The Covid-19 pandemic has greatly disrupted plans by civil society organisations, especially the ones that, like the Pan African Climate Justice Alliance, focus on climate change.
To champion climate justice, PACJA, in all its platforms, had planned several activities that also involved physical work in partnership with several other stakeholders, but, like the rest of the world, a lot has remained to be done virtually. When he spoke to the Press Monday, Oboue Anicet Durand, the PACJA Corte d’Ivoire National Coordinator, regretted that a lot of things would have to be done at a later date, especially where activities involved working with indigenous or other communities.
Mr Durand was interviewed by MEDI 1 TV channel where he shared on the impact of the Covid-19 crisis on environmental and climate championing activities and actions.
“A lot of action plans’ implementation will have to wait, and this problem is not unique to PACJA Cote d’Ivoire, or even the entire PACJA organ,” said Durand. Indeed, the activist’s claims can be confirmed, as only this week the UNFCCC’s national Focal Point announced that its next Conference of Parties (CoP26) had been postponed to November 1-12 2021.
Several other conferences or meetings that were to ensure the climate crisis discourse, including its mitigation and adaptation, negotiations and tracking of pledges by individual nations on reduction of Green House Gas emission and releasing of green climate fund, was advanced.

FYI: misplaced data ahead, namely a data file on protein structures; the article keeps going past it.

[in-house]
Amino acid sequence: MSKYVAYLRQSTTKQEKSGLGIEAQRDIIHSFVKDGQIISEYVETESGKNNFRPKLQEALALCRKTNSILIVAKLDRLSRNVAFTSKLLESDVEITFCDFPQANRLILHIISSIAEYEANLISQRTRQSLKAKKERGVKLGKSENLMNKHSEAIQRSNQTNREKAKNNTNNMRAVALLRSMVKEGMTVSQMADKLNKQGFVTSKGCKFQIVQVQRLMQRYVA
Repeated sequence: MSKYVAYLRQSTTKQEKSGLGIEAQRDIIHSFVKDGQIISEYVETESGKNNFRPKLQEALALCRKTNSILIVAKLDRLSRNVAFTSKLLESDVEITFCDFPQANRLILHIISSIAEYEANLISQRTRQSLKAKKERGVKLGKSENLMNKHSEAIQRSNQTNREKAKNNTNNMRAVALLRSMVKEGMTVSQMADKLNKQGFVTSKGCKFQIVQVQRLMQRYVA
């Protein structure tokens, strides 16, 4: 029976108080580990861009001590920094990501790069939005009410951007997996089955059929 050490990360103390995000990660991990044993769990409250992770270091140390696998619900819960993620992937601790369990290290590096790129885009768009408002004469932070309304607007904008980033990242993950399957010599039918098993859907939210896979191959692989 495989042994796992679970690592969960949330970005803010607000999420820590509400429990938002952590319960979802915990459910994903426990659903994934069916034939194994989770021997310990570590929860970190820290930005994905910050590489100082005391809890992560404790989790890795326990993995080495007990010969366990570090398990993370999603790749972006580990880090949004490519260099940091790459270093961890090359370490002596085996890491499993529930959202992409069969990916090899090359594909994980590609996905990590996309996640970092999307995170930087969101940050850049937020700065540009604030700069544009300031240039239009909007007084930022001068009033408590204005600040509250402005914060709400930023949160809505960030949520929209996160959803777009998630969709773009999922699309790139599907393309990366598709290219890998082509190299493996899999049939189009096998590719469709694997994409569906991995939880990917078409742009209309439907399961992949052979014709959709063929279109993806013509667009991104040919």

Already the Subsidiary Body meetings that were supposed to happen in the second quarter of the year have been pushed to October.
Some of those that CSOs may have to postpone are bilateral meetings with funders or donors, such as the African Development Bank, in the case of PACJA. “For us they include restitution of Africa’s participation in COP25; bilateral meetings with key stakeholders and the Ivorian Ministry of Environment and Sustainable Development, of the UN-Environment, awareness activities in universities, high schools and colleges,” said Durand.
PACJA, including its Côte d'Ivoire platform, has, however been able to hold online meetings with employees and other technical and financial partners. In Kenya, PACJA, with the leadership of its Executive Director Mithika Mwenda, planted at least 100,000 bamboo trees in riparian and other areas. The trees are expected to save the environment while at the same time giving local communities a source of income.
For now, the PACJA Cote d’Ivoire will be actively involved in a pan-African webinar to analyse the impact of the Covid-19 crisis on climate actions in countries such as Morocco, Gabon, Senegal and Côte d Ivoire itself. “A strategic risk plan is ready with a view to strengthening actions with the sub-regional and United Nations institutions and agencies,” he said, adding that the world would eventually find a way around the health crisis and adapt to an already visible new normal.
On May 26th, the UNFCCC announced: “Having consulted widely, and taking into account the international event calendar, the UK is proposing to hold CoP 26 on November 1-12, 2021”.
Already PACJA Executive Director Mithika Mwenda had welcomed the proposal to have the CoP 26 delayed, despite knowing that there would be another huge loss.
PACJA’s attention has not, however, shifted from the activities that help us champion climate crisis, and now plans to use every available opportunity to make the next big event, which is the World Environment Day, as helpful and successful as possible.
Other PACJA platforms in Cameroon, Botswana, Zambia, South Africa, Nigeria, to mention a few, have equally stepped out of this world quarantine and distributed food aid and sanitation equipment to the needy, as well as contributed in the stocking of personal protective equipment for medics, as was the case in Gabon earlier this week.